Saturday, May 23, 2015

The meta pushback against dieting is all wrong

I'm seeing more and more versions of this argument against dieting: because dieting in the traditional sense of "I'm going on a diet" is restrictive, it's essentially unsustainable. Adding to the high likelihood of failure is the risk of rebound bingeing, which often leaves failed dieters worse off overall. Because of these inherent qualities, people looking to slim down shouldn't 'go on a diet' per se, but instead should strive to 'change' their diet permanently.

That's the strong version of the argument, anyways. Clearly it's a bit tautological (every diet is permanent--until it's not). But there's a weaker version, espoused frequently by Julia Belluz at Vox. According to this theory, because the science of diet and nutrition is so poor and misunderstood, and the risks of failed diets so great, the best weight-loss rule is a meta one: follow whatever diet you can stick to in a sustainable way. This approach feels similar to the strong version of anti-diet weight-loss advice, but for most people, it actually implies the opposite.

Ignoring the strong possibility that some diet strategies are simply more sustainable than others, this logic is correct. But the relaxed anti-diet vibe only works if you actually find a diet that's easy to stick to. If every diet is incredibly unsustainable, then the relaxed 'do what works for you' theory quickly switches into a call for extremism and obsessiveness in dieting strategy. After all, you can't lose weight if you don't change your behavior in some fashion.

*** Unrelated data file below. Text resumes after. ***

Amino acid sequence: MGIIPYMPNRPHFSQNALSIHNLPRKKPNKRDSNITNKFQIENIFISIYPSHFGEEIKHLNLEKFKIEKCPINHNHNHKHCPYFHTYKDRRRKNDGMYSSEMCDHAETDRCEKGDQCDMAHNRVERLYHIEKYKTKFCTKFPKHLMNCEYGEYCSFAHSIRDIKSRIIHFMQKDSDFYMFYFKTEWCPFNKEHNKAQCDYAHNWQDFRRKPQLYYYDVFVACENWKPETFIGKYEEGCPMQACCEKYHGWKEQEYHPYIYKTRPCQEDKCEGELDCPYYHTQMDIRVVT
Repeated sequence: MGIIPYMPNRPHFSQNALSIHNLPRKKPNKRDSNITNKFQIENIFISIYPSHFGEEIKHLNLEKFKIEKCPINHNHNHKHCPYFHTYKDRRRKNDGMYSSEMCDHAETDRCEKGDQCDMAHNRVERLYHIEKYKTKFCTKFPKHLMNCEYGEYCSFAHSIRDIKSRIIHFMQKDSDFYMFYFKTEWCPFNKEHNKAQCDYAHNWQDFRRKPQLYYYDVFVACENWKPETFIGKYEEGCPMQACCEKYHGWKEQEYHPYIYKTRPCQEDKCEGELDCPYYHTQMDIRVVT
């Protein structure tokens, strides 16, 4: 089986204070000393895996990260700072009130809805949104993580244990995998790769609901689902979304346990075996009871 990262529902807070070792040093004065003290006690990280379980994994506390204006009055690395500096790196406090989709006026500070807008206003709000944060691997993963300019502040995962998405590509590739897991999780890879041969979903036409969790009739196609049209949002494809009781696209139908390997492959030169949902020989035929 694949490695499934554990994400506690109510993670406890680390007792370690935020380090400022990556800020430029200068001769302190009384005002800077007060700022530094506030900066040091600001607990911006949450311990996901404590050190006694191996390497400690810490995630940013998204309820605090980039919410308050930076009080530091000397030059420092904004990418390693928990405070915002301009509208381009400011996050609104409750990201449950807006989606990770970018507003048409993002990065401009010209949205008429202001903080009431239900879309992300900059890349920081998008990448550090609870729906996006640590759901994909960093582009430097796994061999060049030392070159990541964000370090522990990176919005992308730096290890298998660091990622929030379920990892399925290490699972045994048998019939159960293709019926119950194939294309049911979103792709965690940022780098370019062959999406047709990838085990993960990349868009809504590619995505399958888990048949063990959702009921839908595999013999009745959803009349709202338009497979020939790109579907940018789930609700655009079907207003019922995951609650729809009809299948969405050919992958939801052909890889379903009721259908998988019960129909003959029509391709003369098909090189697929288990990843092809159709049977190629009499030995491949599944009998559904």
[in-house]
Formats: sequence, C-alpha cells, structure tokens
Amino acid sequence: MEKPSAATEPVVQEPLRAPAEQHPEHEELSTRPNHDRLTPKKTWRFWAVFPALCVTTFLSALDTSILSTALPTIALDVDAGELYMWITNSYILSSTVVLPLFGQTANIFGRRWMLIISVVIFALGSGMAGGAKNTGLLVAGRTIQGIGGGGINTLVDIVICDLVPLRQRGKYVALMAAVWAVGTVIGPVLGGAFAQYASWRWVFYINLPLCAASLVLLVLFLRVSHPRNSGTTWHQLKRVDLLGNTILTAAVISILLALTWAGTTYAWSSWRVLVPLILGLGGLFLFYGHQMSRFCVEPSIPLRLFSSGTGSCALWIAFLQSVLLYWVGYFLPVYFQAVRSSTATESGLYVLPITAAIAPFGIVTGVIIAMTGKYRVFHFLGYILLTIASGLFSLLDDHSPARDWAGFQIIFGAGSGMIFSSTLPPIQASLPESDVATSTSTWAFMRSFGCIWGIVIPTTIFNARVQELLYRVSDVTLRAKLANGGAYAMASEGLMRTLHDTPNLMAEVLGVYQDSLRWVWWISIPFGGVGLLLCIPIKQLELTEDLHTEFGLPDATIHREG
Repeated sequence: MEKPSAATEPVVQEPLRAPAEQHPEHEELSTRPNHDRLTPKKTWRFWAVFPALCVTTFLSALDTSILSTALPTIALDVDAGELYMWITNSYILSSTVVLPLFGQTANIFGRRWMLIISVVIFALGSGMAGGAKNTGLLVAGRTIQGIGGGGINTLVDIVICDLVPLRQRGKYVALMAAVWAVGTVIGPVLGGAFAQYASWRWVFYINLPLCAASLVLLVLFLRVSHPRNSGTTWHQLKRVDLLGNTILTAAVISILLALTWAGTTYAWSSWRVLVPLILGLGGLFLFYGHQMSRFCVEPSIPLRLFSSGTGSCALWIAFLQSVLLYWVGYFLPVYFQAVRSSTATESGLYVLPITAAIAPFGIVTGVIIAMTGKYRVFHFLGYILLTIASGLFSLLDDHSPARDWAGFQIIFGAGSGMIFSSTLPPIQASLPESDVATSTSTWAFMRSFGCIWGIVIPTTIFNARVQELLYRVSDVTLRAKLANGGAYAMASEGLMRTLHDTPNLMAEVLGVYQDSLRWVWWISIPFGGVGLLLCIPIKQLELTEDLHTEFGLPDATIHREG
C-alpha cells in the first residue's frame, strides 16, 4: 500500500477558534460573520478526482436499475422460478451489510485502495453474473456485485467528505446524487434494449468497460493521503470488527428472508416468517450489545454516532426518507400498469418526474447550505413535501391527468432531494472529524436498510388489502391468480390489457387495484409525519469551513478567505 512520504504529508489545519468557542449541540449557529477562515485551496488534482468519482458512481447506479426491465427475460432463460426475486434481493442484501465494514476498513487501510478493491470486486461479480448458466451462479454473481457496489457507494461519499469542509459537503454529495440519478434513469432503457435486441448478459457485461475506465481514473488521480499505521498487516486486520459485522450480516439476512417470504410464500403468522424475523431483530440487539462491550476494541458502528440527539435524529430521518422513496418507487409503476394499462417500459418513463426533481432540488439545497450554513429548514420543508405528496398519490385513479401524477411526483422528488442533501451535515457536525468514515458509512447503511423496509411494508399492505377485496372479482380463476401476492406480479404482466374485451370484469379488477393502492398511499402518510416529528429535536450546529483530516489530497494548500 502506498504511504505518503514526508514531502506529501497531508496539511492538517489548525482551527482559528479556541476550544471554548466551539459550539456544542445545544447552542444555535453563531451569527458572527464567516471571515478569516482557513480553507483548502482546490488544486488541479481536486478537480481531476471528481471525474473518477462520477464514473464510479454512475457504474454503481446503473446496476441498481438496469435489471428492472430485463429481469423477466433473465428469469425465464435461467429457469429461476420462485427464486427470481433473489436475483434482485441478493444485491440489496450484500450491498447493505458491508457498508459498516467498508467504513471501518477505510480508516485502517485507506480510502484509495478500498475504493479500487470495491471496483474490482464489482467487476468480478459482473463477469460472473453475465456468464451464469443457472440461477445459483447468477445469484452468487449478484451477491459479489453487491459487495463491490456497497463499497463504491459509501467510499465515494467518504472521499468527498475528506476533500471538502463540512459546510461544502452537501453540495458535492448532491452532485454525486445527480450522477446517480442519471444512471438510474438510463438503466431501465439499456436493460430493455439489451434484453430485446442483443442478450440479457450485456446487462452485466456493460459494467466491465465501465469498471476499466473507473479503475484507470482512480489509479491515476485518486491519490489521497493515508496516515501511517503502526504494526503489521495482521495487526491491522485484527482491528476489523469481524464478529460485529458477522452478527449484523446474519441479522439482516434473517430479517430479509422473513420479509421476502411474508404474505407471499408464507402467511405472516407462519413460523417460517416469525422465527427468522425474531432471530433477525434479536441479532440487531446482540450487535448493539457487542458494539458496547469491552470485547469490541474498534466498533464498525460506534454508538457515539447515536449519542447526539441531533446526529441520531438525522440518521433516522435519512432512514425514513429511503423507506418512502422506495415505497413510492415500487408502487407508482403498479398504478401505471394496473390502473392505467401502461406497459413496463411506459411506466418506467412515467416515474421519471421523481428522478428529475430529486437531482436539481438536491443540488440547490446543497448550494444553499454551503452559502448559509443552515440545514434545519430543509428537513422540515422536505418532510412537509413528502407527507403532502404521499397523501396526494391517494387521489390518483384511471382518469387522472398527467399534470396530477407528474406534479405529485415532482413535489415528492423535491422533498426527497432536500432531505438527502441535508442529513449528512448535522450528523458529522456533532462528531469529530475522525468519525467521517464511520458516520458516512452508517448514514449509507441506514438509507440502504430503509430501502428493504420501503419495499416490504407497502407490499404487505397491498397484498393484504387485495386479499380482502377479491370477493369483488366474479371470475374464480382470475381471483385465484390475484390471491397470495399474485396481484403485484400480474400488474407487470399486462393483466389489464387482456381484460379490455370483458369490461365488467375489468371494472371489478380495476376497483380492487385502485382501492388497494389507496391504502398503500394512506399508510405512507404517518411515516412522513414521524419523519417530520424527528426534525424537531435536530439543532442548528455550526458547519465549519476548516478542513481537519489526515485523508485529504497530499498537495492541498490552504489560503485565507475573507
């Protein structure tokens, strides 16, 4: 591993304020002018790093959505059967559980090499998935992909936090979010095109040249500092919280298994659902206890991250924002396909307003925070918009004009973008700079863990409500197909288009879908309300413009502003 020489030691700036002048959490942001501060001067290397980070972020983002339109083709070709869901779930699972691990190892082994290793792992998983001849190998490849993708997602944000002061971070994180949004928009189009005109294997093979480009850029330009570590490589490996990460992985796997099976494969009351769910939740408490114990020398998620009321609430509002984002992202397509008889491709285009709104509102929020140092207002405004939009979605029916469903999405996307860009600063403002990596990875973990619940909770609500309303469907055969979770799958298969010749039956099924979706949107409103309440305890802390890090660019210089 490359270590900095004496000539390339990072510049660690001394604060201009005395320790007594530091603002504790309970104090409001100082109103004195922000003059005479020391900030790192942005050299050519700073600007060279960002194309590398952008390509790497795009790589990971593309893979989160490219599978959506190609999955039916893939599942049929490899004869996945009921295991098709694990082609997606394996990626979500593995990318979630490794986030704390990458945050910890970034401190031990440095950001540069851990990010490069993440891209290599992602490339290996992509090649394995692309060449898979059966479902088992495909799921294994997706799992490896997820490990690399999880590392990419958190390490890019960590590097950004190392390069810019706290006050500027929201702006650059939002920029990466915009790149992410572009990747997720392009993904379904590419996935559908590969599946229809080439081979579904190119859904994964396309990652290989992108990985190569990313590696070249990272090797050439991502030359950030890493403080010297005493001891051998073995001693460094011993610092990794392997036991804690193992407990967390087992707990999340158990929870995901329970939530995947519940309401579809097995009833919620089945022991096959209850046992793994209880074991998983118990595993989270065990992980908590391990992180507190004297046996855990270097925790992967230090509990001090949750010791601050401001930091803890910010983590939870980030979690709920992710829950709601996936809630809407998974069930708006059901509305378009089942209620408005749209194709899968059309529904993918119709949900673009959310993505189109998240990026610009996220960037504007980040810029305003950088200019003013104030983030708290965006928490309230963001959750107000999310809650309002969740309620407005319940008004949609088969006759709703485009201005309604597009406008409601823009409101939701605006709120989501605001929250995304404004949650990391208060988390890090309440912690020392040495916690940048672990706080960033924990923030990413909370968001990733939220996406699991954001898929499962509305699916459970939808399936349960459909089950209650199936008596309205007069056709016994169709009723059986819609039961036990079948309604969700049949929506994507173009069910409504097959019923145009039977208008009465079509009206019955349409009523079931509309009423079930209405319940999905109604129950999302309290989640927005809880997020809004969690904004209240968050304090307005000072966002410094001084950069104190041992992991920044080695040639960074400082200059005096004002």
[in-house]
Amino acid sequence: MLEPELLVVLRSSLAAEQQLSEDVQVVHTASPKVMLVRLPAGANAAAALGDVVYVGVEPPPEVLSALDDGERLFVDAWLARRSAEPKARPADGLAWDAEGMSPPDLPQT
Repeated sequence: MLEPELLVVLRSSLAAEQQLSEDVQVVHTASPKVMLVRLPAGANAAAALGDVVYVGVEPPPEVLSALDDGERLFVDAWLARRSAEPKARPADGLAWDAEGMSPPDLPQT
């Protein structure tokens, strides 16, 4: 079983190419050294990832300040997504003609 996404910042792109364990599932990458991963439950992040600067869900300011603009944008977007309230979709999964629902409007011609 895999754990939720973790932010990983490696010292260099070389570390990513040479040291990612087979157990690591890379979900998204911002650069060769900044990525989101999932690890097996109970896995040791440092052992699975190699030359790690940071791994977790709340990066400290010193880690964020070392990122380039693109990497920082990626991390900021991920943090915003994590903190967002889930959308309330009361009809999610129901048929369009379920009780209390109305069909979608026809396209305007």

Instead of meeting a dieting failure with less extremism and a more casual attitude, perhaps--for a large majority of overweight people--the answer is to double-down and embrace an obsessive commitment to behavioral change. Unfortunately, however, the current structural incentives and behavioral cues (such as health articles telling you to relax and not diet) discourage struggling dieters from amping-up their engagement.

Without better science or policy reforms, weight loss effectiveness for individuals hinges on personal choices and the social environment that influences them. On these grounds I'd like to see a drastic increase in the positive social support made available to folks who are obsessively committed to a dieting or weight-loss strategy.

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